• "Cooperative competition" is the idea that competitors can benefit by working together.
  • Businesses must adopt this strategy to meet the Sustainable Development Goals.
  • COVAX, which is working to bring COVID-19 vaccines to the world, is an example of this sort of global solution.

Businesses have an important role to play in achieving the United Nations Sustainable Development Goals. According to one report, meeting the SDGs could also offer a $12 trillion business opportunity.

But tackling the toughest global challenges cannot be achieved by one company or sector alone. It requires something called “coopetition,” or “cooperative competition,” the idea that competitors can often benefit from cooperating with one another strategically.

However, too often the barriers to cooperation are too tough to overcome, and the rules of engagement are complicated.

To overcome these challenges, many businesses turn to the international organizations, which are often seen as neutral platforms for partnerships. SDG17 aims to realize opportunities to “revitalize the global partnership for sustainable development.”

Why and how can international organizations help businesses unlock the benefits of coopetition?

Image: United Nations

Sharing knowledge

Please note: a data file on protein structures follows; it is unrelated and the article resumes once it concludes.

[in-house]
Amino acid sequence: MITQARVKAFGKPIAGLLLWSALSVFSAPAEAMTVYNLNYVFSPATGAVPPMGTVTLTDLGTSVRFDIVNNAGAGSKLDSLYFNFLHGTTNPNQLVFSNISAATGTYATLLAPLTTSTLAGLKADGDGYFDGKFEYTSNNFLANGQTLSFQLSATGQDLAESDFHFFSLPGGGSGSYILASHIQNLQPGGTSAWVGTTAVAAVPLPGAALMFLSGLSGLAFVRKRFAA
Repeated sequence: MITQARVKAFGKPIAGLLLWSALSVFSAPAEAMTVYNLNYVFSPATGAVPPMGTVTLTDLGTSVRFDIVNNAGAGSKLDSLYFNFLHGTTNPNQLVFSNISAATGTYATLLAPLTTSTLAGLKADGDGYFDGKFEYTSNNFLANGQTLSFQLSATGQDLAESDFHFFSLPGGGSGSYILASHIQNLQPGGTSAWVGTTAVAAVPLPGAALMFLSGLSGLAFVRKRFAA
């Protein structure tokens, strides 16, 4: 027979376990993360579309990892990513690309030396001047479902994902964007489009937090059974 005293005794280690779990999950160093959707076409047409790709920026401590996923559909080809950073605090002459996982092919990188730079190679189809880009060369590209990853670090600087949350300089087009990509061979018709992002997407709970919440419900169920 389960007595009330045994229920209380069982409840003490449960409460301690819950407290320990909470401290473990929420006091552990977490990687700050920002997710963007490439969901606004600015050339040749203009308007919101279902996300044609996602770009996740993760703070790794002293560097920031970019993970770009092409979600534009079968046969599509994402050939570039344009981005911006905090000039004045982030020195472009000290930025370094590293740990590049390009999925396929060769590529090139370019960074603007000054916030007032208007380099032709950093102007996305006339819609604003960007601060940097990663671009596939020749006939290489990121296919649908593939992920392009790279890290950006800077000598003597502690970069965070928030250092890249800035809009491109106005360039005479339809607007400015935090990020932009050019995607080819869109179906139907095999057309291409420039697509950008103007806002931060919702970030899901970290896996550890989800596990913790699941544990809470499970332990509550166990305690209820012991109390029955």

International organizations often bring profound knowledge of global development challenges. At the same time, businesses also share their knowledge and experience with the international organizations. It is the role of the international organization to clearly define what kind of knowledge is shared and protected when businesses cooperate with rivals.

For example, the Business Call to Action is a UN initiative that aims to accelerate progress towards the SDGs by challenging companies to develop inclusive business models that engage people at the base of the economic pyramid as consumers, producers, suppliers, distributors of goods and services, and employees. The platform shares examples of successful, profitable and scalable models for reaching communities and contributing to global development while withholding core knowledge about specific businesses.

In the case studies produced by the Business Call to Action Impact Lab, participating companies shared their own “Impact Value Chain” which mapped business goals, strategies and operations against outcomes related to the SDGs. The knowledge and experience shared in those case studies support a greater number of companies in understanding, providing and improving their impact.